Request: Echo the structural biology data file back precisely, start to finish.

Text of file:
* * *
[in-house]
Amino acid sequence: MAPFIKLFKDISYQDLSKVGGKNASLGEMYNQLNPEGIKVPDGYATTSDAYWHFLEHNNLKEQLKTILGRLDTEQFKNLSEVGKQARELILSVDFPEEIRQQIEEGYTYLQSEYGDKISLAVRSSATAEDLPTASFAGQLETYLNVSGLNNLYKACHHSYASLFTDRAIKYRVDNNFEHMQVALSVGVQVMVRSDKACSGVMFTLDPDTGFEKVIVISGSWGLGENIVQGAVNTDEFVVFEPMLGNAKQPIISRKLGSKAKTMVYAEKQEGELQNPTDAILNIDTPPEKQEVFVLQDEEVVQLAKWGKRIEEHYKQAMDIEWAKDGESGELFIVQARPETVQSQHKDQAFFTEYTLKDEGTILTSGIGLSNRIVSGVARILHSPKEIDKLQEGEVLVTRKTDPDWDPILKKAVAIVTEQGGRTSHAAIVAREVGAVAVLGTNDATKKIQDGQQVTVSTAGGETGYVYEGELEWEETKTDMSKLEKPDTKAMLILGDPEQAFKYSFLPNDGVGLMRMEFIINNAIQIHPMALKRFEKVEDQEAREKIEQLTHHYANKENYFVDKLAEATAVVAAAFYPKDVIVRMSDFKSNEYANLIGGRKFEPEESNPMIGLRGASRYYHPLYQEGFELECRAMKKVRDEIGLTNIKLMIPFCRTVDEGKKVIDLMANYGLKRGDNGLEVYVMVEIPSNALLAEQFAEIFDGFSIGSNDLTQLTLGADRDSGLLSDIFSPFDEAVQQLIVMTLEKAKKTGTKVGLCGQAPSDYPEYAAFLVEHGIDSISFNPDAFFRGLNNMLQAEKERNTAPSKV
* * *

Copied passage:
[in-house]
Amino acid sequence: MAPFIKLFKDISYQDLSKVGGKNASLGEMYNQLNPEGIKVPDGYATTSDAYWHFLEHNNLKEQLKTILGRLDTEQFKNLSEVGKQARELILSVDFPEEIRQQIEEGYTYLQSEYGDKISLAVRSSATAEDLPTASFAGQLETYLNVSGLNNLYKACHHSYASLFTDRAIKYRVDNNFEHMQVALSVGVQVMVRSDKACSGVMFTLDPDTGFEKVIVISGSWGLGENIVQGAVNTDEFVVFEPMLGNAKQPIISRKLGSKAKTMVYAEKQEGELQNPTDAILNIDTPPEKQEVFVLQDEEVVQLAKWGKRIEEHYKQAMDIEWAKDGESGELFIVQARPETVQSQHKDQAFFTEYTLKDEGTILTSGIGLSNRIVSGVARILHSPKEIDKLQEGEVLVTRKTDPDWDPILKKAVAIVTEQGGRTSHAAIVAREVGAVAVLGTNDATKKIQDGQQVTVSTAGGETGYVYEGELEWEETKTDMSKLEKPDTKAMLILGDPEQAFKYSFLPNDGVGLMRMEFIINNAIQIHPMALKRFEKVEDQEAREKIEQLTHHYANKENYFVDKLAEATAVVAAAFYPKDVIVRMSDFKSNEYANLIGGRKFEPEESNPMIGLRGASRYYHPLYQEGFELECRAMKKVRDEIGLTNIKLMIPFCRTVDEGKKVIDLMANYGLKRGDNGLEVYVMVEIPSNALLAEQFAEIFDGFSIGSNDLTQLTLGADRDSGLLSDIFSPFDEAVQQLIVMTLEKAKKTGTKVGLCGQAPSDYPEYAAFLVEHGIDSISFNPDAFFRGLNNMLQAEKERNTAPSKV